Many lessons can be drawn from this story – don’t leave your family; don’t leave your post; don’t let your rock band buddies publish their concert schedule online. However, it is cited here as a very primitive example of facial recognition. Law enforcement agencies around the world have been using photographs to capture criminal suspects for decades. So, facial recognition is not new – but automated facial recognition on a mass scale is new.
What if our young airman went AWOL today? What if he was wearing a mask at the concert? What if everyone was wearing a mask at the concert?
NIST Study on Masks and Facial Recognition
In my July 2020 column (www.securityinfowatch.com/21143109), I wrote about a landmark study published by the National Institute of Standards and Technology (NIST) alleging bias in facial recognition algorithms. With COVID-19 in full swing, NIST is at it again – recently publishing the first in a series of reports on the performance of facial recognition algorithms on faces partially covered by masks.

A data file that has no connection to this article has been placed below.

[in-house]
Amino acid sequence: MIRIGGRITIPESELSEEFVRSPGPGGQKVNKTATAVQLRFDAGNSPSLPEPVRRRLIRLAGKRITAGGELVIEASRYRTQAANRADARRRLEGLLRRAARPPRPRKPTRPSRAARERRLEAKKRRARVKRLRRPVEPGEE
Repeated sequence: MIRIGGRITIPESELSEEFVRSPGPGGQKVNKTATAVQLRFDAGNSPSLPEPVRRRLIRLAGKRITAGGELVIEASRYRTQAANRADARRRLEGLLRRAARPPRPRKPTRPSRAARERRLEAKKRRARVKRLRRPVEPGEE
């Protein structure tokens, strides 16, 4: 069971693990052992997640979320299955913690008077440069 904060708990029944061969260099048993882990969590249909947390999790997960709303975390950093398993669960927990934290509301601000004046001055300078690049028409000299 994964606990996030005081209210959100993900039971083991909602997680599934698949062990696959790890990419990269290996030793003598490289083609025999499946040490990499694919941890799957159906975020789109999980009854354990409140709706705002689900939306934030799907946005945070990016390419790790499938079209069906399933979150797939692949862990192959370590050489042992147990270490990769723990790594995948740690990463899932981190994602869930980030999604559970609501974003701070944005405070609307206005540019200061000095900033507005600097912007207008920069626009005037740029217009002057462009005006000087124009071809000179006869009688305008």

The study, known as an Interagency Report (NISTIR 8311), was published in late July 2020 and conducted in collaboration with the Department of Homeland Security’s Science and Technology Directorate, Office of Biometric Identity Management, and Customs and Border Protection. Bluntly, the results were not good. Among other things, this preliminary study found:
Out of the 89 commercially available facial recognition algorithms tested, error rates ranged between 5% and 50% – higher than NIST’s prior study of unmasked images.
Masked images more frequently resulted in algorithms that could not extract a face’s features well enough to make an effective comparison.
The more of the nose a mask covers, the lower the algorithm’s accuracy.
While false negatives increased, false positives remained stable or modestly declined.
The shape and color of a mask may matter. Algorithm error rates were generally lower with round masks and higher with black masks.
While these results are concerning to the extent that facial recognition technologies are deployed in environments where masked people congregate (as most places should be these days), NIST acknowledged that the study was limited in multiple respects: